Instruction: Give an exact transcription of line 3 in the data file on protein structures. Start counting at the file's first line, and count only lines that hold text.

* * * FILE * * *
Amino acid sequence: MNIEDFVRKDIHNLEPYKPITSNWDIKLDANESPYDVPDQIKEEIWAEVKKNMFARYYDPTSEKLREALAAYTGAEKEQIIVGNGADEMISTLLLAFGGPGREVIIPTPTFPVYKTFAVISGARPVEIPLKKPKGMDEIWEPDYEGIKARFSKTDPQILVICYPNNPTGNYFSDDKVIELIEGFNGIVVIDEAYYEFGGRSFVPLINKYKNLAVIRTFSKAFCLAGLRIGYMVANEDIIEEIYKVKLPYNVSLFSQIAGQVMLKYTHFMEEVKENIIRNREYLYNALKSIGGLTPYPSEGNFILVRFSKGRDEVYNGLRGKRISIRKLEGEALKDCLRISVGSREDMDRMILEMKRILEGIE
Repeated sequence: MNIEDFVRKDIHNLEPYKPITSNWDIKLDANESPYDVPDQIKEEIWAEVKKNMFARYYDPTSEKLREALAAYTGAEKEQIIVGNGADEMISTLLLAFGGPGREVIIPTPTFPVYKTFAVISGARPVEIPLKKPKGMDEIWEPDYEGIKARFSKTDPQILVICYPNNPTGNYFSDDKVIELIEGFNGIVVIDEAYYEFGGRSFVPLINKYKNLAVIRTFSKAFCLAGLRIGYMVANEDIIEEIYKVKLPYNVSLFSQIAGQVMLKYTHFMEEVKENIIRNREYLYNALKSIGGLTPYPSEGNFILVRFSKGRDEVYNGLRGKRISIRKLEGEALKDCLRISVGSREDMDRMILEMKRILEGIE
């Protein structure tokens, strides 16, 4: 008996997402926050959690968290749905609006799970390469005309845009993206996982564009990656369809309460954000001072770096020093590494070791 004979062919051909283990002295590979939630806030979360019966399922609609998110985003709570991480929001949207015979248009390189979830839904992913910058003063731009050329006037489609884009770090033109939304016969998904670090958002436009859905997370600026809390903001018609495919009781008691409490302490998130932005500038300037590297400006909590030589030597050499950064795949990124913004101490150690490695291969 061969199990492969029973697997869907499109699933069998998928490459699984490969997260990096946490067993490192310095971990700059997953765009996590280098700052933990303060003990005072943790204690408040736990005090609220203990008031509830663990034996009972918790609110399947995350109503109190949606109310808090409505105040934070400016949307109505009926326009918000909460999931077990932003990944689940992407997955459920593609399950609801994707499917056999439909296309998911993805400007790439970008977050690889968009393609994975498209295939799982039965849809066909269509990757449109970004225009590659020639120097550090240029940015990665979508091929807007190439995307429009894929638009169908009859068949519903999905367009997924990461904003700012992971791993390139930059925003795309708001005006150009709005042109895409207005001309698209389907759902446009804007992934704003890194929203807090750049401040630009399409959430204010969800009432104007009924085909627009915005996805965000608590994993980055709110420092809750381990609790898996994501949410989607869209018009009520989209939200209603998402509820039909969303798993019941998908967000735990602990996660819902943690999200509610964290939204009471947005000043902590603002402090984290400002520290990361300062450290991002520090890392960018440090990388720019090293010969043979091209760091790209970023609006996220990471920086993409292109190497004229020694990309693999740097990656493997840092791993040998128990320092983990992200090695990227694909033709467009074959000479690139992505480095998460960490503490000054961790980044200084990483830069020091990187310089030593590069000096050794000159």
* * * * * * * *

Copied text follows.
């Protein structure tokens, strides 16, 4: 008996997402926050959690968290749905609006799970390469005309845009993206996982564009990656369809309460954000001072770096020093590494070791 004979062919051909283990002295590979939630806030979360019966399922609609998110985003709570991480929001949207015979248009390189979830839904992913910058003063731009050329006037489609884009770090033109939304016969998904670090958002436009859905997370600026809390903001018609495919009781008691409490302490998130932005500038300037590297400006909590030589030597050499950064795949990124913004101490150690490695291969 061969199990492969029973697997869907499109699933069998998928490459699984490969997260990096946490067993490192310095971990700059997953765009996590280098700052933990303060003990005072943790204690408040736990005090609220203990008031509830663990034996009972918790609110399947995350109503109190949606109310808090409505105040934070400016949307109505009926326009918000909460999931077990932003990944689940992407997955459920593609399950609801994707499917056999439909296309998911993805400007790439970008977050690889968009393609994975498209295939799982039965849809066909269509990757449109970004225009590659020639120097550090240029940015990665979508091929807007190439995307429009894929638009169908009859068949519903999905367009997924990461904003700012992971791993390139930059925003795309708001005006150009709005042109895409207005001309698209389907759902446009804007992934704003890194929203807090750049401040630009399409959430204010969800009432104007009924085909627009915005996805965000608590994993980055709110420092809750381990609790898996994501949410989607869209018009009520989209939200209603998402509820039909969303798993019941998908967000735990602990996660819902943690999200509610964290939204009471947005000043902590603002402090984290400002520290990361300062450290991002520090890392960018440090990388720019090293010969043979091209760091790209970023609006996220990471920086993409292109190497004229020694990309693999740097990656493997840092791993040998128990320092983990992200090695990227694909033709467009074959000479690139992505480095998460960490503490000054961790980044200084990483830069020091990187310089030593590069000096050794000159």